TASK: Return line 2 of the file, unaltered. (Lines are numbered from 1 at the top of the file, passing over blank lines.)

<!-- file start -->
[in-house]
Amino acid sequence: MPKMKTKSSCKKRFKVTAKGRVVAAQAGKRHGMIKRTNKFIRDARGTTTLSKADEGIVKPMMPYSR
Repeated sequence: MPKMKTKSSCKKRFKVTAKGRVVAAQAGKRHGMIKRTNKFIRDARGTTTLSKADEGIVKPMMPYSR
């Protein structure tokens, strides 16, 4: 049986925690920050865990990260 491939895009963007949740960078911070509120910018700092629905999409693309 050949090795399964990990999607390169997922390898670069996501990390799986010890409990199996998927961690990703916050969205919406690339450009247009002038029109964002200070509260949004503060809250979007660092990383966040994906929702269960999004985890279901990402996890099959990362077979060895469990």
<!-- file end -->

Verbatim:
Amino acid sequence: MPKMKTKSSCKKRFKVTAKGRVVAAQAGKRHGMIKRTNKFIRDARGTTTLSKADEGIVKPMMPYSR